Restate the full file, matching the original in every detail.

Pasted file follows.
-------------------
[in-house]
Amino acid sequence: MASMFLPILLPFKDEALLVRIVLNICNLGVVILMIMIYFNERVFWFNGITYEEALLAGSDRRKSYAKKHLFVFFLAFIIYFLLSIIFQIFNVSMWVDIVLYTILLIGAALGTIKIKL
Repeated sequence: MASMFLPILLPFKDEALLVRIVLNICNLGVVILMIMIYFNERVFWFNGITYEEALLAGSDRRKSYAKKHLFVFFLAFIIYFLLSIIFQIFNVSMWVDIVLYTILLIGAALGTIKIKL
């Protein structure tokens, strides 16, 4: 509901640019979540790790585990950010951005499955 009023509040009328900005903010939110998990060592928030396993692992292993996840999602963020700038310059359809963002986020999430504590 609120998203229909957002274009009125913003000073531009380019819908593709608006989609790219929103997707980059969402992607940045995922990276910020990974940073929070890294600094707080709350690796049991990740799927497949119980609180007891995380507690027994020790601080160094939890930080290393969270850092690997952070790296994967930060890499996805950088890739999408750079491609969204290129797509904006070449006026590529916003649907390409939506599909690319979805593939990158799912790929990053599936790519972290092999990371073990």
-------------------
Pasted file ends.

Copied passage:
[in-house]
Amino acid sequence: MASMFLPILLPFKDEALLVRIVLNICNLGVVILMIMIYFNERVFWFNGITYEEALLAGSDRRKSYAKKHLFVFFLAFIIYFLLSIIFQIFNVSMWVDIVLYTILLIGAALGTIKIKL
Repeated sequence: MASMFLPILLPFKDEALLVRIVLNICNLGVVILMIMIYFNERVFWFNGITYEEALLAGSDRRKSYAKKHLFVFFLAFIIYFLLSIIFQIFNVSMWVDIVLYTILLIGAALGTIKIKL
């Protein structure tokens, strides 16, 4: 509901640019979540790790585990950010951005499955 009023509040009328900005903010939110998990060592928030396993692992292993996840999602963020700038310059359809963002986020999430504590 609120998203229909957002274009009125913003000073531009380019819908593709608006989609790219929103997707980059969402992607940045995922990276910020990974940073929070890294600094707080709350690796049991990740799927497949119980609180007891995380507690027994020790601080160094939890930080290393969270850092690997952070790296994967930060890499996805950088890739999408750079491609969204290129797509904006070449006026590529916003649907390409939506599909690319979805593939990158799912790929990053599936790519972290092999990371073990």